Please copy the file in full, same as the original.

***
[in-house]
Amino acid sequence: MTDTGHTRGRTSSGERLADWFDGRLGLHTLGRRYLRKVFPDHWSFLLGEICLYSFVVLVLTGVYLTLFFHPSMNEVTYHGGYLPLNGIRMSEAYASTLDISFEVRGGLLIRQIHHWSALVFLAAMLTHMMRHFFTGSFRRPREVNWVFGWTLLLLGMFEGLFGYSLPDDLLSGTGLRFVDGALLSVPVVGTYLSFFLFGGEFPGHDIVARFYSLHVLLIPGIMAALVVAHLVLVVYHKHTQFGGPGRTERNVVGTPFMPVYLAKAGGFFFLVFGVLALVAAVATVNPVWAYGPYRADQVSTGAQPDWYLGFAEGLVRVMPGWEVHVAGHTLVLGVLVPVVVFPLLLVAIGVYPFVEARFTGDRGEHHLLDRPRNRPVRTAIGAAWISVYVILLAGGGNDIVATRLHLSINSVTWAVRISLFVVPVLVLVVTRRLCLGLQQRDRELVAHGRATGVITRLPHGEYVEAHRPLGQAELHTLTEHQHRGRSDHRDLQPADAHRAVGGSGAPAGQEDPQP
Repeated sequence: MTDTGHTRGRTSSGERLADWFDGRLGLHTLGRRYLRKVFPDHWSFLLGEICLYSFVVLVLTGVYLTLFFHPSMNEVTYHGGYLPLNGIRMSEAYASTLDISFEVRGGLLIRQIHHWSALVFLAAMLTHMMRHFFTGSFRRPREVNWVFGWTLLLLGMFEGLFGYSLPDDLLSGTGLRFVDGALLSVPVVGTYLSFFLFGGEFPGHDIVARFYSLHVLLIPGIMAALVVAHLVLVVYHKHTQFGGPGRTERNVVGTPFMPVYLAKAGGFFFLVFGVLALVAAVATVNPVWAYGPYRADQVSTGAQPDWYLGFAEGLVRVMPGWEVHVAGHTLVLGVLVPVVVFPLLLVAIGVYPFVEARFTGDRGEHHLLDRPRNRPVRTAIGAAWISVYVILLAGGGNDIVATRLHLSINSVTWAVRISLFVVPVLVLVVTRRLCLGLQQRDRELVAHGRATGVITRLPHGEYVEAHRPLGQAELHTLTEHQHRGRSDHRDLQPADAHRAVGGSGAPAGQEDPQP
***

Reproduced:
[in-house]
Amino acid sequence: MTDTGHTRGRTSSGERLADWFDGRLGLHTLGRRYLRKVFPDHWSFLLGEICLYSFVVLVLTGVYLTLFFHPSMNEVTYHGGYLPLNGIRMSEAYASTLDISFEVRGGLLIRQIHHWSALVFLAAMLTHMMRHFFTGSFRRPREVNWVFGWTLLLLGMFEGLFGYSLPDDLLSGTGLRFVDGALLSVPVVGTYLSFFLFGGEFPGHDIVARFYSLHVLLIPGIMAALVVAHLVLVVYHKHTQFGGPGRTERNVVGTPFMPVYLAKAGGFFFLVFGVLALVAAVATVNPVWAYGPYRADQVSTGAQPDWYLGFAEGLVRVMPGWEVHVAGHTLVLGVLVPVVVFPLLLVAIGVYPFVEARFTGDRGEHHLLDRPRNRPVRTAIGAAWISVYVILLAGGGNDIVATRLHLSINSVTWAVRISLFVVPVLVLVVTRRLCLGLQQRDRELVAHGRATGVITRLPHGEYVEAHRPLGQAELHTLTEHQHRGRSDHRDLQPADAHRAVGGSGAPAGQEDPQP
Repeated sequence: MTDTGHTRGRTSSGERLADWFDGRLGLHTLGRRYLRKVFPDHWSFLLGEICLYSFVVLVLTGVYLTLFFHPSMNEVTYHGGYLPLNGIRMSEAYASTLDISFEVRGGLLIRQIHHWSALVFLAAMLTHMMRHFFTGSFRRPREVNWVFGWTLLLLGMFEGLFGYSLPDDLLSGTGLRFVDGALLSVPVVGTYLSFFLFGGEFPGHDIVARFYSLHVLLIPGIMAALVVAHLVLVVYHKHTQFGGPGRTERNVVGTPFMPVYLAKAGGFFFLVFGVLALVAAVATVNPVWAYGPYRADQVSTGAQPDWYLGFAEGLVRVMPGWEVHVAGHTLVLGVLVPVVVFPLLLVAIGVYPFVEARFTGDRGEHHLLDRPRNRPVRTAIGAAWISVYVILLAGGGNDIVATRLHLSINSVTWAVRISLFVVPVLVLVVTRRLCLGLQQRDRELVAHGRATGVITRLPHGEYVEAHRPLGQAELHTLTEHQHRGRSDHRDLQPADAHRAVGGSGAPAGQEDPQP